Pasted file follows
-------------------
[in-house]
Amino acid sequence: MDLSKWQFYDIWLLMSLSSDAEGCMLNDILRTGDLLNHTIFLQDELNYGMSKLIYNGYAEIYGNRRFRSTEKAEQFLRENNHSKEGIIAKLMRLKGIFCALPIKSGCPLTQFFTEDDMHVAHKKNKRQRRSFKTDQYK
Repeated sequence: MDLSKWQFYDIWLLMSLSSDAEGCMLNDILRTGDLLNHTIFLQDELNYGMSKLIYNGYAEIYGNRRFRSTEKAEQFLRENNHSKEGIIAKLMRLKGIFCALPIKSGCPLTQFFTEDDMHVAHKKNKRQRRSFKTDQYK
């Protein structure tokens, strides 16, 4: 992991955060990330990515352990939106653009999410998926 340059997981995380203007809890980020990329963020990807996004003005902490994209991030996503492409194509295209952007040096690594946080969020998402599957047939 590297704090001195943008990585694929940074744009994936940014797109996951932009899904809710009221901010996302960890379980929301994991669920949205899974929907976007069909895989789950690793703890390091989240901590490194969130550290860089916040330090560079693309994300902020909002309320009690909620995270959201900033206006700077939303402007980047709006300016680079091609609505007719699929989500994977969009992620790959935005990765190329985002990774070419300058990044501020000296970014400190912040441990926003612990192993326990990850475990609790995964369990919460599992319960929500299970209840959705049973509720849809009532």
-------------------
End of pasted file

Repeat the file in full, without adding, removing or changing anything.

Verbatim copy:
[in-house]
Amino acid sequence: MDLSKWQFYDIWLLMSLSSDAEGCMLNDILRTGDLLNHTIFLQDELNYGMSKLIYNGYAEIYGNRRFRSTEKAEQFLRENNHSKEGIIAKLMRLKGIFCALPIKSGCPLTQFFTEDDMHVAHKKNKRQRRSFKTDQYK
Repeated sequence: MDLSKWQFYDIWLLMSLSSDAEGCMLNDILRTGDLLNHTIFLQDELNYGMSKLIYNGYAEIYGNRRFRSTEKAEQFLRENNHSKEGIIAKLMRLKGIFCALPIKSGCPLTQFFTEDDMHVAHKKNKRQRRSFKTDQYK
């Protein structure tokens, strides 16, 4: 992991955060990330990515352990939106653009999410998926 340059997981995380203007809890980020990329963020990807996004003005902490994209991030996503492409194509295209952007040096690594946080969020998402599957047939 590297704090001195943008990585694929940074744009994936940014797109996951932009899904809710009221901010996302960890379980929301994991669920949205899974929907976007069909895989789950690793703890390091989240901590490194969130550290860089916040330090560079693309994300902020909002309320009690909620995270959201900033206006700077939303402007980047709006300016680079091609609505007719699929989500994977969009992620790959935005990765190329985002990774070419300058990044501020000296970014400190912040441990926003612990192993326990990850475990609790995964369990919460599992319960929500299970209840959705049973509720849809009532």